Most accidents occur in developing and emerging countries. Road deaths in developed countries are declining. In the US from 55,000 in 1970 to 40,000 in 2017. The main reason is that cars always better protect their passengers. This decrease in fatalities does not apply to collisions between cars and pedestrians and cyclists, many of which are children. Their numbers are increasing significantly, in the US more than in any other developed country. In this country, the number of bicycle lanes has increased, but adjustments to the layout of the rest of the roads and to the speed of motorized traffic have lagged, exposing cyclists to the proximity of speeding or parking cars. SUVs appear to be 'killers'and their number is growing rapidly.
In many American cities, paint is the primary material for the construction of bike lanes. Due to the proximity of car traffic, this type of cycle routes contributes to the increasing number of road deaths rather than increasing safety. The Canadian city of Vancouver, which doubled the number of bicycle lanes in five years to 11.9% of all downtown streets, has the ambition to upgrade 100% of its cycling infrastructure to an AAA level, which means safe and comfortable for all ages and abilities. Cycle paths must technically safe: at least 3 meters wide for two-way traffic; separated from other traffic, which would otherwise have to reduce speed to less than 30 km/h). In addition, users also need to feel safe.
Vision Zero Cities such as Oslo and Helsinki are committed to reducing road fatalities to zero over the next ten years. They are successful already now: There were no fatalities in either city in 2019. These and other cities use the Vision Zero Street Design Standard, a guide to planning, designing, and building streets that save lives.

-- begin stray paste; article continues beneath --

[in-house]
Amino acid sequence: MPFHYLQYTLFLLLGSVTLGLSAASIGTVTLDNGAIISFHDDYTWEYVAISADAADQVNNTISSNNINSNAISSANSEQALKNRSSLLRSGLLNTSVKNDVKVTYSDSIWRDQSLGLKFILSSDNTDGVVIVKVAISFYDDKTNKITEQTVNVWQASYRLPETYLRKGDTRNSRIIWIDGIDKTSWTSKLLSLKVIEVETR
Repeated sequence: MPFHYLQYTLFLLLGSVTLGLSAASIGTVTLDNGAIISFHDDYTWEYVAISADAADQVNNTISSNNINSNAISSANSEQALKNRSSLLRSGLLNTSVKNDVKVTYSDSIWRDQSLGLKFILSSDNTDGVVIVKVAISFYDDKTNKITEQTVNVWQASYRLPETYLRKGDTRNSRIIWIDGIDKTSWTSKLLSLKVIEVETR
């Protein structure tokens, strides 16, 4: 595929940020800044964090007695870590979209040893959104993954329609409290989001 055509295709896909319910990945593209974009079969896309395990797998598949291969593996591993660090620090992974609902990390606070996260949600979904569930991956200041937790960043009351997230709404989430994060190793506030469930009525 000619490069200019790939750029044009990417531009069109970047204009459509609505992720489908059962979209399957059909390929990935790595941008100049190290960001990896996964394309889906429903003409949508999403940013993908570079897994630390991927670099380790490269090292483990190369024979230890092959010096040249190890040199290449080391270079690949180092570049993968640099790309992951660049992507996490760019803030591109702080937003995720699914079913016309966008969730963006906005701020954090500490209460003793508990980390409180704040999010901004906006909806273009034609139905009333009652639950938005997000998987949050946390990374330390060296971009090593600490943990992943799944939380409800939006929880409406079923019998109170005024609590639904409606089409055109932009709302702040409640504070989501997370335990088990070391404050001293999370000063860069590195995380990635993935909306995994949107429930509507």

Accidents are often the result of fast driving but are facilized by roads that allow and encourage fast driving. Therefore, a Vision Zero design meets three conditions:
• Discouraging speed through design.
• Stimulating walking, cycling and use of public transport.
• Ensure accessibility for all, regardless of age and physical ability (AAA).
The image above shows a street that meets these requirements. Here is an explanation of the numbers: (1) accessible sidewalks, (2) opportunity to rest, (3) protected cycle routes, (4) single lane roads, (5) lanes between road halves, (6) wide sidewalks, (7) public transport facilities, (8) protected pedestrian crossings, (9) loading and unloading bays, (10) adaptive traffic lights.
Strict rules regarding speed limits require compliance and law enforcement and neither are obvious. The Netherlands is a forerunner with respect to the infrastructure for bikes and pedestrians, but with respect to enforcement the country is negligent: on average, a driver of a passenger car is fined once every 20,000 kilometers for a speeding offense (2017 data). In addition, drivers use apps that warn of approaching speed traps. Given the risks of speeding and the frequency with which it happens, this remissing law enforcement approach is unacceptable.
Follow the link below to find an overview of all articles.